This paper focuses on infant and child mortality in rural areas of India. We construct a flexible duration model, which allows for frailty at multiple levels and interactions between the child's age and individual, socioeconomic, and environmental characteristics. The model is estimated using the Indian National Family and Health Survey 1998/1999. The estimation results show that socioeconomic and environmental characteristics have significantly different impacts on mortality rates at different ages. These are particularly important immediately after birth. The parameter estimates indicate that child mortality can be reduced substantially, particularly by improving the education of women, providing safe water, and reducing indoor air pollution caused by dirty cooking fuels. Finally, we still found substantial differences in mortality rates between states, which are associated with differences in schooling expenditures, female immunization, and poverty rates.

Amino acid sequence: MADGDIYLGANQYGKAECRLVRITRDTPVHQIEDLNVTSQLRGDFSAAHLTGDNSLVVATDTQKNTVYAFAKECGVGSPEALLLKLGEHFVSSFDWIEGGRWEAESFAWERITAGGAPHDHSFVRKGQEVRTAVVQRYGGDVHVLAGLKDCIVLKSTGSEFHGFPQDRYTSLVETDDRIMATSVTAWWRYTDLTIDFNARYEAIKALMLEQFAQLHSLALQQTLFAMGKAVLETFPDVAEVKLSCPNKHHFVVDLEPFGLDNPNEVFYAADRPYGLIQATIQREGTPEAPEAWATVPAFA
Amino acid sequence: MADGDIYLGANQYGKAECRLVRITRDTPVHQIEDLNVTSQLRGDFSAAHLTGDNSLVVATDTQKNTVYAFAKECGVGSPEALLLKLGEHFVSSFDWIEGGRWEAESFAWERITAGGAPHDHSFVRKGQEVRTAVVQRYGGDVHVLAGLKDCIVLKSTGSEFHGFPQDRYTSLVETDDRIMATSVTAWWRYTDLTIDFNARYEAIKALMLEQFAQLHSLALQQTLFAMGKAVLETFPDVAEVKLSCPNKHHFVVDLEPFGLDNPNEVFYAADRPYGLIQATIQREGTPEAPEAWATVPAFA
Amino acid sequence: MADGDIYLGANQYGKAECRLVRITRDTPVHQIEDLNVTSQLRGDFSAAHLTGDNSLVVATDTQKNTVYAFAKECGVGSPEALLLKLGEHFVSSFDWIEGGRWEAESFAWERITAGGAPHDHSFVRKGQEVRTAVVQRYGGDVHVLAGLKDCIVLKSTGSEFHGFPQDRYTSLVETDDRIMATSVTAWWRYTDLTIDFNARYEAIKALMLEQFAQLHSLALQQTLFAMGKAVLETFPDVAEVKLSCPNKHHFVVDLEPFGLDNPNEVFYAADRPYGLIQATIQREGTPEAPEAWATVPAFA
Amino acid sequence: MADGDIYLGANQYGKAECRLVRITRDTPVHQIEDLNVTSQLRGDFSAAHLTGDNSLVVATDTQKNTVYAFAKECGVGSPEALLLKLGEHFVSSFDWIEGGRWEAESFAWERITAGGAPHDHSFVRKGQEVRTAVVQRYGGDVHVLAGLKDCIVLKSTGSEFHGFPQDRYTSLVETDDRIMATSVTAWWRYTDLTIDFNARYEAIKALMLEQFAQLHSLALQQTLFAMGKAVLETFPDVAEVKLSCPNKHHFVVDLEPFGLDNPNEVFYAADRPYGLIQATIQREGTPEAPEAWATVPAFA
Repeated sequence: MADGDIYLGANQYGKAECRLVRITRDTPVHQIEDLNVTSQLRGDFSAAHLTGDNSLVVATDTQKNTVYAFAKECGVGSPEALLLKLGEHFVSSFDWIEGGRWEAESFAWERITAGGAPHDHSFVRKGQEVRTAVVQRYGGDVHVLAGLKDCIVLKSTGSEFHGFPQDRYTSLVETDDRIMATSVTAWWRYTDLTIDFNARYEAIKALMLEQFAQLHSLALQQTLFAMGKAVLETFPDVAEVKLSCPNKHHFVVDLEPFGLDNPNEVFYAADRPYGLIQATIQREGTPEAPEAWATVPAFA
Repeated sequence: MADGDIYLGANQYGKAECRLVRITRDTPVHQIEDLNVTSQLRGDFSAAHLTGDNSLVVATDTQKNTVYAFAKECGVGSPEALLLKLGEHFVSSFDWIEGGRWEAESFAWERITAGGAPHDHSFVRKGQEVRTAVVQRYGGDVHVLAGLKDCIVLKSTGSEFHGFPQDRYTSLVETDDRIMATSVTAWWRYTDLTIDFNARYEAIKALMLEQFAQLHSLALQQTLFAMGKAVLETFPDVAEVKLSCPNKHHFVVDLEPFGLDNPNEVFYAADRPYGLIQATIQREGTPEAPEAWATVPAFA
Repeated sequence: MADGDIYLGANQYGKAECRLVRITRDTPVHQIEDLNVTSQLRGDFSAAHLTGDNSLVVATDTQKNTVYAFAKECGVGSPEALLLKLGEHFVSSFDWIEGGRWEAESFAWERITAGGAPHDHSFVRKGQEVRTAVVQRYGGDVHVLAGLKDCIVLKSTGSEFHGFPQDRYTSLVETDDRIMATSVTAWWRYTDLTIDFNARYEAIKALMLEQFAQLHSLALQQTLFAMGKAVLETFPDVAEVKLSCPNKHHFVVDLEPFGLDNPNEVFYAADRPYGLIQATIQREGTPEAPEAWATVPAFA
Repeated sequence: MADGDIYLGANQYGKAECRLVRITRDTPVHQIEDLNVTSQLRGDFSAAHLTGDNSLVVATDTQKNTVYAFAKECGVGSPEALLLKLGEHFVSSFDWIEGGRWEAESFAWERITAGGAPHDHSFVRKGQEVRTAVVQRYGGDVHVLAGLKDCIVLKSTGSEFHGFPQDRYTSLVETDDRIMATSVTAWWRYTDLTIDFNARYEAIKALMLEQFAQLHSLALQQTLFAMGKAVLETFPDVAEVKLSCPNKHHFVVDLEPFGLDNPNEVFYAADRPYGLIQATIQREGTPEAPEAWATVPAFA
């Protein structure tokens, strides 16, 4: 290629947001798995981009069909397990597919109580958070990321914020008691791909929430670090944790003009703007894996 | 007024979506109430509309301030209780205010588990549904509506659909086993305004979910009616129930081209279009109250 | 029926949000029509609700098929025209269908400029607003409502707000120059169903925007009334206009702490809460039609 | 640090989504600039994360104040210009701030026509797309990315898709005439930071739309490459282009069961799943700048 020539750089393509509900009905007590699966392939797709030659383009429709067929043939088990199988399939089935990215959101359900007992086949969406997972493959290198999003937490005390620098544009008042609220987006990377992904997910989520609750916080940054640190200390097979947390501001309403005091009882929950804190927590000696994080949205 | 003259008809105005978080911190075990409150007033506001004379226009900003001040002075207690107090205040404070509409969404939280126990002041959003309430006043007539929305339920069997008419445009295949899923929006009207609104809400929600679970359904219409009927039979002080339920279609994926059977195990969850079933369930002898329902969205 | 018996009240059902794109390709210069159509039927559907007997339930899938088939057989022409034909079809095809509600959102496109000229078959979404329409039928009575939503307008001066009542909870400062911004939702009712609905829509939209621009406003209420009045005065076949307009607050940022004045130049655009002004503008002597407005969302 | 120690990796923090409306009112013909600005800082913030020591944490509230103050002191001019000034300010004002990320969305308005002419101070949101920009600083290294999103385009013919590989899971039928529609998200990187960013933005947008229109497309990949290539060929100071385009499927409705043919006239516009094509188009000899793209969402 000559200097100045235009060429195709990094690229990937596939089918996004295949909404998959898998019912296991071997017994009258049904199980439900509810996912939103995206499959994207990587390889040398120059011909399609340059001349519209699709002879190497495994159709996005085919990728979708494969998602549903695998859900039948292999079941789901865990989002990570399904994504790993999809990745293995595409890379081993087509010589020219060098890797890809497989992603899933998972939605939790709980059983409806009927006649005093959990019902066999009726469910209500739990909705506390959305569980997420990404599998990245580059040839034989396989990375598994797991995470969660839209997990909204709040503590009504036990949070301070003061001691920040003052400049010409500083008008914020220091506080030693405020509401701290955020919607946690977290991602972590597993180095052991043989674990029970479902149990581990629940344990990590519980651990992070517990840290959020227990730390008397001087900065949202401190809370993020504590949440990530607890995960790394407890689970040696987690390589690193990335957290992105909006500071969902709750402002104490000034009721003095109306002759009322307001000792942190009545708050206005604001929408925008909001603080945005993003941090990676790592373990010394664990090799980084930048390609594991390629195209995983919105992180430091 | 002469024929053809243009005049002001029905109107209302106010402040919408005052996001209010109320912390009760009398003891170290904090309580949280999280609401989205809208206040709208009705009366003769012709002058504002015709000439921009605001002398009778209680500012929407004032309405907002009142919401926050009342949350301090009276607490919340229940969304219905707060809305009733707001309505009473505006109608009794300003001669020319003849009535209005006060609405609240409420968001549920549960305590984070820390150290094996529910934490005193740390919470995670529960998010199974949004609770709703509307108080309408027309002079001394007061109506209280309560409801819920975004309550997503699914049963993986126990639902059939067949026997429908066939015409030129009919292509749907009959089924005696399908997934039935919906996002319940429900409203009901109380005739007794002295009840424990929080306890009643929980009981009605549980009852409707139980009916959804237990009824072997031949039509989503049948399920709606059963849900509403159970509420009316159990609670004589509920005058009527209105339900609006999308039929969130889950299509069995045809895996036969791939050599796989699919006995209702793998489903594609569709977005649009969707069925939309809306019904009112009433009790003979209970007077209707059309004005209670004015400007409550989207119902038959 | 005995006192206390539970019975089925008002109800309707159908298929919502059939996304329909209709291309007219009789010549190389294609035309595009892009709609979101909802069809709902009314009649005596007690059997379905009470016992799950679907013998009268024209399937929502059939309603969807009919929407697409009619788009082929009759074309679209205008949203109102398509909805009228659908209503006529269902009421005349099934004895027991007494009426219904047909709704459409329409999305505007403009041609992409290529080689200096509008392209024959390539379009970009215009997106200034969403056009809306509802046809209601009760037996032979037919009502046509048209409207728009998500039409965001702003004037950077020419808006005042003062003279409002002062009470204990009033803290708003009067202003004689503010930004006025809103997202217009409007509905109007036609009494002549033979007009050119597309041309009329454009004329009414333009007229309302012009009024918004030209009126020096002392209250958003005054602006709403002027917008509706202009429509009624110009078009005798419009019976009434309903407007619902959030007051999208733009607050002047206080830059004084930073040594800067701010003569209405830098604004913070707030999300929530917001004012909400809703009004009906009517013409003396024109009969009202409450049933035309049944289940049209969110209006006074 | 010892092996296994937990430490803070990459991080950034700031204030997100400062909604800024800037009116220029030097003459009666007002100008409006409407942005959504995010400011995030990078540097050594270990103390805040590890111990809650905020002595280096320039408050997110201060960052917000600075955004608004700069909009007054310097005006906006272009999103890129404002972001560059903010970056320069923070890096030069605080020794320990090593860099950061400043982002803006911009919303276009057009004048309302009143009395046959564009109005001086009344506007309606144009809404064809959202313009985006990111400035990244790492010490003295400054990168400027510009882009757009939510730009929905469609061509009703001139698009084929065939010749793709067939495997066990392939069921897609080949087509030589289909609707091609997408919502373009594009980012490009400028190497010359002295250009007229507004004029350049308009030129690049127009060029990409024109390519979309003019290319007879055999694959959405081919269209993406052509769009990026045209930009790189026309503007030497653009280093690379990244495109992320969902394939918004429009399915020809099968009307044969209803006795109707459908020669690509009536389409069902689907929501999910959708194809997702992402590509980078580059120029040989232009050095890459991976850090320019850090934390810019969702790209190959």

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Journal of Population Economics
Erasmus School of Economics

van der Klaauw, B., & Wang, L. (2011). Child mortality in rural India. Journal of Population Economics, 24(2), 601–628. doi:10.1007/s00148-009-0290-3